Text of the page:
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Original Investigation
September 2016

Bilateral Thyroarytenoid Botulinum Toxin Type A Injection for the Treatment of Refractory Chronic Cough

Author Affiliations
  • 1Division of Pulmonary and Critical Care Medicine, Mayo Clinic, Rochester, Minnesota
  • 2Department of Otorhinolaryngology-Head and Neck Surgery, Mayo Clinic, Rochester, Minnesota
JAMA Otolaryngol Head Neck Surg. 2016;142(9):881-888. doi:10.1001/jamaoto.2016.0972

Importance  Refractory chronic cough is a debilitating condition with limited therapeutic options. Laryngeal botulinum toxin type A (BtxA) has been anecdotally reported to benefit patients with chronic cough. We report on our experience with the use of BtxA for the treatment of patients with refractory chronic cough.

Objective  To describe the effects of electromyography (EMG)-guided thyroarytenoid (TA) BtxA injection for the treatment of refractory chronic cough.

Design, Setting, and Participants  For this single tertiary referral center retrospective case series, we included all patients with refractory chronic cough who received bilateral EMG-guided TA BtxA injections (n = 22) between July 1, 2013, and July 31, 2014, at the Mayo Clinic in Rochester, Minnesota.

Intervention  Bilateral TA BtxA injection.

Main Outcomes and Measures  The primary outcome is a self-reported improvement of 50% or more in cough severity and/or symptoms by a 2-month follow-up telephone call. Adverse events and patient-reported quality measures were also assessed.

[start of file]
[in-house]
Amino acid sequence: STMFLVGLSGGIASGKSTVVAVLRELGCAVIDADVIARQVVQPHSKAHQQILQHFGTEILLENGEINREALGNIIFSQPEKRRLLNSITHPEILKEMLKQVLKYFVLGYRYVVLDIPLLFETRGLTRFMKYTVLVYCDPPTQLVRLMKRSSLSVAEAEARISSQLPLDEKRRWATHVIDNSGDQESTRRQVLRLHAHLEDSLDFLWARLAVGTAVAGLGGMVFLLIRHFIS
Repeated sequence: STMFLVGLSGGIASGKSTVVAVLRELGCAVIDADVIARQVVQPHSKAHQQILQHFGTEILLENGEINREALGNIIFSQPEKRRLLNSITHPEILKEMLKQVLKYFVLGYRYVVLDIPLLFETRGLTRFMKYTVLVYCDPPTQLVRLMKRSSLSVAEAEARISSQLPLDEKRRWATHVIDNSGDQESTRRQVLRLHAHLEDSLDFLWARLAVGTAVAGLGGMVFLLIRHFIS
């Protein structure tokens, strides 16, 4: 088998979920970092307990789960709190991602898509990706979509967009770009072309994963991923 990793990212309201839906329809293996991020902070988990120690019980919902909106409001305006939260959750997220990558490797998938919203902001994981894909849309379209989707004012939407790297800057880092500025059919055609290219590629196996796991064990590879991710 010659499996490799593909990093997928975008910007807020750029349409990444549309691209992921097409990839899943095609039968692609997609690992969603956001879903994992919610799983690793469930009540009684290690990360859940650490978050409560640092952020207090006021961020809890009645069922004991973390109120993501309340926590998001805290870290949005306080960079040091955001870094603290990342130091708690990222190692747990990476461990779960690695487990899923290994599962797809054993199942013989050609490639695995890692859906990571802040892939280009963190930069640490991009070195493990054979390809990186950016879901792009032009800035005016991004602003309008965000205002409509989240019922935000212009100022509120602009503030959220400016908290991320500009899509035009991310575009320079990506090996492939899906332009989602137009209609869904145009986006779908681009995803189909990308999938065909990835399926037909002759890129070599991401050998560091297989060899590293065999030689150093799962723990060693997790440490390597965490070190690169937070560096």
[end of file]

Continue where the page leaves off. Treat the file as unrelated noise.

Results  A total of 22 patients (median [interquartile range] age 61 [57.5-85] years; 19 of 22 women) underwent 31 distinct laryngeal BtxA treatment sessions. The primary outcome of self-reported improvement of 50% or more of cough severity and/or symptoms was achieved in 16 of 31 (52%) treatment sessions. Eleven patients (50%) reported greater than 50% improvement after the first BtxA injection. No major complications occurred. Postprocedural liquid dysphagia had a positive predictive value of 84% and negative predictive value of 100% for response to therapy.

Conclusions and Relevance  In this case series, laryngeal BtxA injection was well tolerated in patients with refractory chronic cough with half of participants experiencing at least short-term improvement in their cough. The occurrence of liquid dysphagia after a BtxA injection appeared to be predictive of a beneficial response. The durability of response, patient selection criteria, and optimal BtxA dosage remains to be determined.